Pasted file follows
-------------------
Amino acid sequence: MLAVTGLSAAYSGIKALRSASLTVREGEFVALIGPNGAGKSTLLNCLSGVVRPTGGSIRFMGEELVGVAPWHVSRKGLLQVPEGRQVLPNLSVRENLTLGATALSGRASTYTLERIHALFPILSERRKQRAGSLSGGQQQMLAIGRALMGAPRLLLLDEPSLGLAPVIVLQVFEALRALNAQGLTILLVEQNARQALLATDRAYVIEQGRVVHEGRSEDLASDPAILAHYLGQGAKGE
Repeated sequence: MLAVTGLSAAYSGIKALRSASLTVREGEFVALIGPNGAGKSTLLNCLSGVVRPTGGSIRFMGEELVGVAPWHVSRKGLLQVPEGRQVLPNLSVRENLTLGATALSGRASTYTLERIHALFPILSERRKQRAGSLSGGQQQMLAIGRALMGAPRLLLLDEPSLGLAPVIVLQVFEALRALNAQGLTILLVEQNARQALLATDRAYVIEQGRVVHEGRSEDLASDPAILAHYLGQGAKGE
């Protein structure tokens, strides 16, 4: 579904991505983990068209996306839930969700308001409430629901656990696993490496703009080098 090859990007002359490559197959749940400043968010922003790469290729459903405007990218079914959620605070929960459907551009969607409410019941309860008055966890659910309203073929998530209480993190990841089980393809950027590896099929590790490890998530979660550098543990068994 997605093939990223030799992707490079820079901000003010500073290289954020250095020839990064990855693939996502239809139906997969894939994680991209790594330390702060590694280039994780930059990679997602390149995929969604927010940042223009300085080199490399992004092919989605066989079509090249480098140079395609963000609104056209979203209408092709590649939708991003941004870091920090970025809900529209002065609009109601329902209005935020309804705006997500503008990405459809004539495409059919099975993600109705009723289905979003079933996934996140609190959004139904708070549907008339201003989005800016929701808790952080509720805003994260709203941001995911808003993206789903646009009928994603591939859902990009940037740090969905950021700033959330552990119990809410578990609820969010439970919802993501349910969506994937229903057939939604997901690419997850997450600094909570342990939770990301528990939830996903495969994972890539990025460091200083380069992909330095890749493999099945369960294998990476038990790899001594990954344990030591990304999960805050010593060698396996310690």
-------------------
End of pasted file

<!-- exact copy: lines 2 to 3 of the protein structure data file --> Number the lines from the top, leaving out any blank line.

Repeated sequence: MLAVTGLSAAYSGIKALRSASLTVREGEFVALIGPNGAGKSTLLNCLSGVVRPTGGSIRFMGEELVGVAPWHVSRKGLLQVPEGRQVLPNLSVRENLTLGATALSGRASTYTLERIHALFPILSERRKQRAGSLSGGQQQMLAIGRALMGAPRLLLLDEPSLGLAPVIVLQVFEALRALNAQGLTILLVEQNARQALLATDRAYVIEQGRVVHEGRSEDLASDPAILAHYLGQGAKGE
């Protein structure tokens, strides 16, 4: 579904991505983990068209996306839930969700308001409430629901656990696993490496703009080098 090859990007002359490559197959749940400043968010922003790469290729459903405007990218079914959620605070929960459907551009969607409410019941309860008055966890659910309203073929998530209480993190990841089980393809950027590896099929590790490890998530979660550098543990068994 997605093939990223030799992707490079820079901000003010500073290289954020250095020839990064990855693939996502239809139906997969894939994680991209790594330390702060590694280039994780930059990679997602390149995929969604927010940042223009300085080199490399992004092919989605066989079509090249480098140079395609963000609104056209979203209408092709590649939708991003941004870091920090970025809900529209002065609009109601329902209005935020309804705006997500503008990405459809004539495409059919099975993600109705009723289905979003079933996934996140609190959004139904708070549907008339201003989005800016929701808790952080509720805003994260709203941001995911808003993206789903646009009928994603591939859902990009940037740090969905950021700033959330552990119990809410578990609820969010439970919802993501349910969506994937229903057939939604997901690419997850997450600094909570342990939770990301528990939830996903495969994972890539990025460091200083380069992909330095890749493999099945369960294998990476038990790899001594990954344990030591990304999960805050010593060698396996310690």